Saturday, July 12, 2014

Is Hamas Trying to Get Gazans Killed? (Jeffrey Goldberg)

For some time now, John Rentoul has been running a nice series of "Questions to Which the Answer is No". It's clear that this question raised by Jeffrey Goldberg belongs in a series titled "Questions to Which the Answer is Obviously Yes".

But in order to be complete and illuminating, that answer needs to be integrated into a larger analysis of Hamas's long-term outlook and strategies. Goldberg delivers that analysis, compactly and cogently, in the column below.

I think it is quite likely that, in the present crisis, both the Israeli government and Hamas stumbled into a large-scale military confrontation that neither of them wanted right now.  (I find the analysis of this process offered by J.J. Goldberg in the Forward, here & here, valuably clarifying and largely convincing.) But once the Hamas leadership decided to launch a large-scale missile barrage explicitly aimed at Israeli civilians, not only in the areas near Gaza but in almost all of Israel's major cities, it was obviously aware that this would provoke a serious Israeli response. And provoking an Israeli military assault on Gaza that produces (unintended) civilian casualties is obviously part of the purpose of this exercise.

Hamas's tactical calculation, which in the past has proved largely correct, is that provoking the deaths of Palestinian civilians in Gaza yields political benefits for Hamas, and heavy political costs for Israel, both at home and internationally. It also has the beneficial side-effect of undermining political support for Mahmoud Abbas and the Palestinian Authority (a shared goal of rejectionists in both Israeli and Palestinian politics). In fact, Hamas has gone so far as to encourage civilians to gather on the rooftops of buildings that the Israelis have signaled they are going to attack, to serve as human shields. If the Israeli military notices this in time and is deterred from attacking the building, that's a success; if the attack happens anyway and the civilians are killed, that's a success, too.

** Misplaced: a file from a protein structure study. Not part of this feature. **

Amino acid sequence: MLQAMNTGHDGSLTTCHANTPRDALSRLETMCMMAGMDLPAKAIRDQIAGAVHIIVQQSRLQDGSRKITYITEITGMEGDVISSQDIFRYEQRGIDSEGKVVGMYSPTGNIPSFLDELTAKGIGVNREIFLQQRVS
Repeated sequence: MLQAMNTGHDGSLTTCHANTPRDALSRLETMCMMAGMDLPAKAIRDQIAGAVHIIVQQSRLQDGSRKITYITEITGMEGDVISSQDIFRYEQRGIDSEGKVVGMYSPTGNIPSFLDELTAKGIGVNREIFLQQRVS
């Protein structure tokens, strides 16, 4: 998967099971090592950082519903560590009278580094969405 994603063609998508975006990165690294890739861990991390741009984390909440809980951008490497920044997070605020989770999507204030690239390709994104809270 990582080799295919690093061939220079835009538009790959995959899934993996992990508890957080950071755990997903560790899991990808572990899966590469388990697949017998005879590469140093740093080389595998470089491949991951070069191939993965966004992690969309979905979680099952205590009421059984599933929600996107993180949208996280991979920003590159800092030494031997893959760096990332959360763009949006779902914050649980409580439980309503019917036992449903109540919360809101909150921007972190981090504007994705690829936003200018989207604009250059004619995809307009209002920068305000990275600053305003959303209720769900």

In the short run, Hamas may have miscalculated this time. As Goldberg observes:
I’ve been struck, over the last few days, by the world’s indifference to Gaza’s fate. Perhaps this conflict has been demoted to the status of a Middle East sideshow by the cataclysms in Iraq and Syria. Perhaps even the most accommodationist European governments know that Israel is within its right to hunt down the people trying to kill its citizens. Regardless of the cause, Israel seems under less pressure than usual to curb its campaign.
Due to a whole series of local and regional developments, Hamas is much more politically isolated than usual, and it enjoys little active sympathy abroad. There has even been some international recognition that this missile barrage targeting Israeli civilians is an unambiguous war crime. There are also a lot of other things going on in the Middle East that have distracted international attention away from Gaza. But if the war goes on much longer and the civilian death toll in Gaza continues to rise—and especially if there is an Israeli ground incursion into Gaza—that situation could change very rapidly.

=> It remains to be seen how, and when, this latest Hamas-Israel war gets resolved. In both political and directly human terms, it's hard to foresee a positive outcome any time soon (though there are some signs that Hamas may looking for a face-saving way out of this confrontation). In terms of long-run consequences, it looks as though the results of this whole crisis, starting with the murders of the four teenagers in the West Bank and East Jerusalem, add up to a victory for rejectionists on all sides—which is terrible. And this is just one more moment in a larger historic tragedy for both Israelis and Palestinians. Goldberg addresses part of that larger story in the second half of his piece. In that context, the comparison between the Kurdish and Palestinian national movements is worth pondering.

—Jeff Weintraub

Bloomberg View
July 11, 2014
Is Hamas Trying to Get Gazans Killed?
By Jeffrey Goldberg

Mahmoud Abbas, the sometimes moderate, often ineffectual leader of the Palestinian Authority, just asked his rivals in Hamas a question that other bewildered people are lso asking: “What are you trying to achieve by sending rockets?"

The Gaza-based Hamas has recently fired more than 500 rockets at Israeli towns and cities. This has terrorized the citizenry, though caused few casualties, in large part because Israel is protected by the Iron Dome anti-rocket system.

In reaction to these indiscriminately fired missiles, Israel has bombarded targets across Gaza, killing  roughly 100 people so far. Compared with violent death rates in other parts of the Middle East, the number is small. (More than 170,000 people have been killed in the Syrian civil war to date.) But it is large enough to suggest an answer to Abbas’s question: Hamas is trying to get Israel to kill as many Palestinians as possible.